Week In Review: Baltimore Youth Fund approved, Hogan’s new-old crime plan, and hey it snowed

The Baltimore Youth March. Photo courtesy The Real News Network.

-A unanimous vote from Baltimore City Councilmembers last week means the city is a little closer to getting the $12 million youth fund up and running. The goal of the youth fund is to make sure that smaller groups that work with youth in the city get access to money that will help them do their work more effectively. It still needs a vote from the Board of Estimates. Also, officials still need to figure out who will decide how the money is allocated. It has the potential to be a step in the right direction, especially as some city and state officials stubbornly cling to over-policing as a way to fix Baltimore’s problems.

-Governor Larry Hogan called for U.S. Marshals, state troopers, and more probation and parole officers to fix the city’s recent increase in crime. “I have absolutely no tolerance whatsoever for these repeat violent offenders and these criminal gangs causing lawlessness in our streets,” he said last Tuesday. He didn’t mention any plans to boost the city’s school, transportation, or jobs problems, though, and used the occasion to dismiss Mayor Catherine Pugh’s focus on city youth: “I didn’t consider that to be an immediate violent crime plan or strategy, and I still don’t.” He didn’t mention any plans to fix the city’s scandal-embroiled police force, either. Weird.

-Due to Alec MacGillis’ ProPublica piece “The Beleaguered Tenants of ‘Kushnerville” published in the New York Times, Jared Kushner’s properties in the Baltimore area are being investigated and some of its tenants are suing. But Kushner Companies, formerly run by the presidential son-in-law, doesn’t think the media needs to know the identities of its investors. A subsidiary of the company, Westminster Management, is being sued by tenants who accuse them of charging excessive and illegal rent. A document listing the names of those investors is part of court filings and the AP, along with The Washington Post, The Baltimore Sun, and WMAR-TV, filed a motion in federal court last Friday, looking to see those names. Kushner Companies, by the way, denies any wrongdoing in the tenant suit. Why so secretive, then?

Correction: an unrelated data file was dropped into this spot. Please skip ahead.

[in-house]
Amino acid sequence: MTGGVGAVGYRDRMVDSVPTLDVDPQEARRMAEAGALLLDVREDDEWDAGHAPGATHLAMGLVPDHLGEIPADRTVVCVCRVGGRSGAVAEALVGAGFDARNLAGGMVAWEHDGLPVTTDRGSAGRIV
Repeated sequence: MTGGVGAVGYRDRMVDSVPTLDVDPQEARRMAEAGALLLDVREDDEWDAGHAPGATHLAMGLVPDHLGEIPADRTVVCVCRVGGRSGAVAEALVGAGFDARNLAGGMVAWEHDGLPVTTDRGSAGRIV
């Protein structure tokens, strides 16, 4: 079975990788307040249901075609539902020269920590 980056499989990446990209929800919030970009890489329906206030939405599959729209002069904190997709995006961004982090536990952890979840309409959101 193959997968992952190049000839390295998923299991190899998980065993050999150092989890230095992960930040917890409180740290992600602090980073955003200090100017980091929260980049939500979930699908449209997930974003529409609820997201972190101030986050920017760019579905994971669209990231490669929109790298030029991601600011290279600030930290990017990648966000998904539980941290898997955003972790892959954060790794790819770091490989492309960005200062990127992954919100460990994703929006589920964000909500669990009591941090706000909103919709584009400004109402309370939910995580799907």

-The Baltimore Sun reports that earlier this month Leo Joseph Green and James Green were awarded $147,100 by the city tied to a lawsuit involving false arrest, battery, and the violation of constitutional rights. The officers named in the suit are Officers Nicholas Chapman, Daraine Harris, Brian Loiero, Marcus Smothers, and Nathan Ulmer, and it alleges that the Greens were stopped without cause and searched, and that James Green was tased. One of the officers involved in this suit, Nicholas Chapman, should sound familiar to those following police brutality cases in Baltimore closely. Chapman was also involved in the 2013 in-custody death of Tyrone West (whose family was given $1 million earlier this year) and the alleged beating of Abdul Salaam (who was given $70,000 earlier this year). In total, the city has paid out $1.2 million over the past two years in cases connected to Chapman.

-The Roland Park Civic League has asked residents to take down signs posted in support of immigrants and the Black Lives Matter movement. It’s a bad look for the area since, as pointed out in a piece written about the flap by The Baltimore Sun’s Luke Broadwater, the area once “championed racially restrictive covenants a century ago.” In that same piece, City Solicitor Andre Davis pokes holes in the group’s assertion that the signs violate Baltimore City zoning code, saying those rules don’t apply to small signs in residential areas. To their credit, the people who have those signs posted refused to take them down. We ask you, Roland Park Civic League: What is more unsightly? Signs making black and brown people feel safe, or appearing to prefer staying holed up in your silo over acknowledging the problems of others?

-We got just enough snow Saturday to make the city look pretty and wintery, but not enough to make the roads slushy, impassable, and gross. We got nearly three inches—a not-bad first snowfall of the season. We’re not going to say that this winter miracle was the result of our first ever holiday guide hitting the streets, but it’s certainly an interesting coincidence.

-There were four homicides in Baltimore over the past week (Dec. 4-Dec. 10, the week before the Beat went press). John Gray’s death was declared a homicide on Dec. 4—he was shot on July 22, 1993 and died on August 3, 2017, and the Medical Examiner declared his death a homicide last week. His shooting was never solved. There were three other homicide victims, all not yet identified, who died on Dec. 6, Dec. 7, and Dec. 9. As of Dec. 10, Baltimore has had 326 homicides.

  • Concerned_Citizen

    In truly ignorant fashion, Roland Park called the signs “clutter.” Additionally, they also recently sued the city to keep an apartment building from being built, which would give access to Roland Park schools to those who can’t afford 500k+ homes. They are closet racists- confirmed both by words and action.

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